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New Hampshire Views: On unemployment benefits, Ayotte is right

On Tuesday, the U.S. Senate rightly voted to avoid a filibuster and to keep legislation alive which would extend emergency unemployment benefits.

To keep the issue alive, the Senate needed 60 votes, which it got with the help of six Republicans including New Hampshire’s U.S. Sen. Kelly Ayotte and Maine’s U.S. Sen. Susan Collins.

On the heels of Tuesday’s vote, we received emails from members of the New Hampshire and Maine congressional delegations praising the vote.

From Ayotte: “I sympathize with Granite Staters who are struggling to find work and I want to see them get back on the job. While I voted to begin debate on this legislation, I continue to believe that any temporary extension should be paid for in a responsible manner, and I hope both parties will work together to find a solution.”

From Collins: “I understand how important unemployment insurance is to those who lost their jobs through no fault of their own and are searching for work but are unable to find it. Today’s vote to proceed provides us time to debate the bill and to find the funds that could pay for the extension of benefits.”

We also heard encouraging words from U.S. Sen. Jeanne Shaheen and 1st District Rep. Carol Shea-Porter.

There was, however, one significant difference in praise offered by Ayotte and Collins when compared to that of Shaheen and Shea-Porter.

They key phase, borrowed from Ayotte, reads as follows: “While I voted to begin debate on this legislation, I continue to believe that any temporary extension should be paid for in a responsible manner . . .”

The word “responsible” is the key difference between the legislative priorities of the Republicans who voted to prevent the filibuster and some who would irresponsibly borrow the money to fund the extension.

While neither Shaheen nor Shea-Porter have outrightly suggested going deeper in debt, the lack of support expressed in their statements to responsibly pay for the extension speaks volumes in light of their track records in Congress.

Ayotte’s and Collins’s votes speak to fiscal accountability and the need to sometimes break from party ranks. But no good deed goes unpunished.

Amid the words of praise for the vote came a statement from Americans for Limited Government, a libertarian advocacy group, which writes: “These six Senate Republicans that voted with Democrats to extend unemployment benefits are doing nothing to lift the economy out of its continued doldrums, and are only feeding the Obama Administration’s class warfare agenda. Instead of treating the symptoms, it is time to begin undoing the policies that are really holding the economy back and preventing people from finding work.”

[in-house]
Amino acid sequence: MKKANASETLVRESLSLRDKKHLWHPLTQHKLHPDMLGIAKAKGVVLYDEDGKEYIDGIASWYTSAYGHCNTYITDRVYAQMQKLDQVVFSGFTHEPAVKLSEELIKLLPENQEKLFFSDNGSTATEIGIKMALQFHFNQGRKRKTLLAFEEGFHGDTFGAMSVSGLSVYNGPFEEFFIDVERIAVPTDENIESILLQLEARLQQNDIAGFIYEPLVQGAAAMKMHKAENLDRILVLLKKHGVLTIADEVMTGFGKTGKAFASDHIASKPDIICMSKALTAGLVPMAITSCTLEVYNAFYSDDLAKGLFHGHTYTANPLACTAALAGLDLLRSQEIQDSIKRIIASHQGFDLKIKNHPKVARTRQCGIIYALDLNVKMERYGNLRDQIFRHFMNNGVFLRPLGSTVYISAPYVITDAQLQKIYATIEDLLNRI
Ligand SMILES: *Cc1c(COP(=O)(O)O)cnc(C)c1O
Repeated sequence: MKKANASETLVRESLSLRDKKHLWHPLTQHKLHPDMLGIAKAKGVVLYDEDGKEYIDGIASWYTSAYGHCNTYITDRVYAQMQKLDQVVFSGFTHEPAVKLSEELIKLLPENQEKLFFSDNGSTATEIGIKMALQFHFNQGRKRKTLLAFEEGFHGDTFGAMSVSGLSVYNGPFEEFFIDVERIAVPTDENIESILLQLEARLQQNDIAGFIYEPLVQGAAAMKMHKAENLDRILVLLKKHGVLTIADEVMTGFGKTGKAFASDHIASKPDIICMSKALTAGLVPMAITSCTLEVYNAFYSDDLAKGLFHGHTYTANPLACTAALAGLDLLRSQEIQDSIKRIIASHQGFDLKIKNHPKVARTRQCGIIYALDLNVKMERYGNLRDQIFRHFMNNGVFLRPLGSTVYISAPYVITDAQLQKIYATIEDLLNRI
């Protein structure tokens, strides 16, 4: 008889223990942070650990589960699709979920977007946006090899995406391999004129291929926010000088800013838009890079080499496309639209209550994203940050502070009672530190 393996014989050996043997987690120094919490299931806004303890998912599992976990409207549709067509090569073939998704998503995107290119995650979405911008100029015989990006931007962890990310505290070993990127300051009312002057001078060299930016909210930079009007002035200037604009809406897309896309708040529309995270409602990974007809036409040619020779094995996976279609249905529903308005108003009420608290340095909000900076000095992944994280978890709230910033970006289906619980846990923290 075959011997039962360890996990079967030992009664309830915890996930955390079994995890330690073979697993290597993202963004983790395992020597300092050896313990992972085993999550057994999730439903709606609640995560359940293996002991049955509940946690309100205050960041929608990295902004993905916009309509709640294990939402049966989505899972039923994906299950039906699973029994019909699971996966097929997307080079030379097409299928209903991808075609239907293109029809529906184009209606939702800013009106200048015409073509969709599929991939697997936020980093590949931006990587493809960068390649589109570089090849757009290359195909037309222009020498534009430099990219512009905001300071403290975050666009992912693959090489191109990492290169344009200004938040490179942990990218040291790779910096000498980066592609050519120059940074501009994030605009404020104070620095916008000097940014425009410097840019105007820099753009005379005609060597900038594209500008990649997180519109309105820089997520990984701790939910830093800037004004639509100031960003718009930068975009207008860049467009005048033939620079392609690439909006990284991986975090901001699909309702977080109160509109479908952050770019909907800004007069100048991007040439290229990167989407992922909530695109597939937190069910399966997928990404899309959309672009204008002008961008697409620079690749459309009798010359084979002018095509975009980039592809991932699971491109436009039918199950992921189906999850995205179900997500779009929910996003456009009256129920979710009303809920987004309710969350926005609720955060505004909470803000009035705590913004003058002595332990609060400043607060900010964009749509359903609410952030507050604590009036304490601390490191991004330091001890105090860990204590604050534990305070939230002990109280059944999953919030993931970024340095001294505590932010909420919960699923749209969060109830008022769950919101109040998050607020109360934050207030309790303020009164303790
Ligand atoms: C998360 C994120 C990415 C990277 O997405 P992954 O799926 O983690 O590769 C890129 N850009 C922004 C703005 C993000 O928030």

The mistake ALG makes is accusing Ayotte and Collins of belonging to the debt-driven, interventionist cabal which claims the loyalties of Shaheen and Shea-Porter.

There is a time and a place for government intervention. Such is the case with a national unemployment rate stuck above 7 percent – if it is done responsibly with money that can be reallocated from the many wasteful areas of the federal budget.

How about we "responsibly" find a way to pay for what the wealthy get -- their low taxes, the subsidies for Big Oil? Why do we only need to pay for things that the people on the lower end of the economic spectrum get? If you are paying attention, you might know that the government can borrow money at historically low rates, and with it, spur the economy at a rate higher than the interest on the money. If the mega-wealthy weren't sucking up all the GDP, we could make money on that borrowed money, but NOOO, that would require fair taxation. Too hard to understand, to follow, to implement. It is always easier to take it from the weak. What a great system.

Envy, petty jealousy, short sightedness, underachievement.

Based on your misunderstanding of economics I recommend Adam Smiths "Wealth of Nations" for a starter

It's easy to pretend the 1% acquire their wealth thanks to the workings of the market, and that the government only acts to 'redistribute' wealth downward. Not so; let's list some of the ways the federal government, with the encourage of lobbyists and politicians, redistributes income to the deserving rich. 1) Trade policies like NAFTA, which pit American workers against low-wage foreign labor, and encouraged outsourcing of jobs and factories (imagine doing this with middle class jobs--lowering the barriers to foreign doctors practicing here for instance). 2) Financial deregulation--doing away with Glass-Stegall among many 'reforms', and refusing to consider a tax on stock transactions. 3)The creation of 401Ks and IRAs put billions into risky stock market ventures when that money could have gone into new 'plain vanilla' government bonds to help rebuild the nation. 4) Big cuts in income tax rates, capital gains, and inheritance taxes (while at the same time regressive SS taxes increased). 5) Weakened enforcement of labor laws. 5) Patent laws favoring big corporations and patent monopolies. 6) Privatization of government services. 7) An end to the Fairness Doctrine, which abetted monopoly control of media sources and the rise of the right wing disinformation network--taking 'the public" out of the public airwaves, and doing away with any notion of truly 'fair and balanced' equal time-- except as sarcasm.

democrats propose the expiration be next October - 1 month before the election...... only a LIDV does not know why that is a bad idea.

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